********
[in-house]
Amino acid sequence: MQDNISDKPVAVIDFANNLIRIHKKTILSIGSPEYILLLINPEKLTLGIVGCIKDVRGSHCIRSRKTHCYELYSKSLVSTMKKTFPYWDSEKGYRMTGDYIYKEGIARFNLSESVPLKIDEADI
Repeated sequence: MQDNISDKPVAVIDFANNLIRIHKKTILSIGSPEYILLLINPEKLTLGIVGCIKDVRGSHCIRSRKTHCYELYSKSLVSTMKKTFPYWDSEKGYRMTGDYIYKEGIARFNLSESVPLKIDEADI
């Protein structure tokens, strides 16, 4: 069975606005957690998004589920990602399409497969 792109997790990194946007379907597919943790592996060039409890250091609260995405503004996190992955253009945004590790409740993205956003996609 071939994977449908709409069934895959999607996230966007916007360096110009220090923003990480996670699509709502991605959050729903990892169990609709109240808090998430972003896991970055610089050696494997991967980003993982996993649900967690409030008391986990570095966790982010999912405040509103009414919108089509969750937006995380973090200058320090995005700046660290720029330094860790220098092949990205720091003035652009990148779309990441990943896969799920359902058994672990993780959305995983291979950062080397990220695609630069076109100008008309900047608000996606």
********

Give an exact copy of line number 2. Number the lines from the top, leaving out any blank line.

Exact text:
Amino acid sequence: MQDNISDKPVAVIDFANNLIRIHKKTILSIGSPEYILLLINPEKLTLGIVGCIKDVRGSHCIRSRKTHCYELYSKSLVSTMKKTFPYWDSEKGYRMTGDYIYKEGIARFNLSESVPLKIDEADI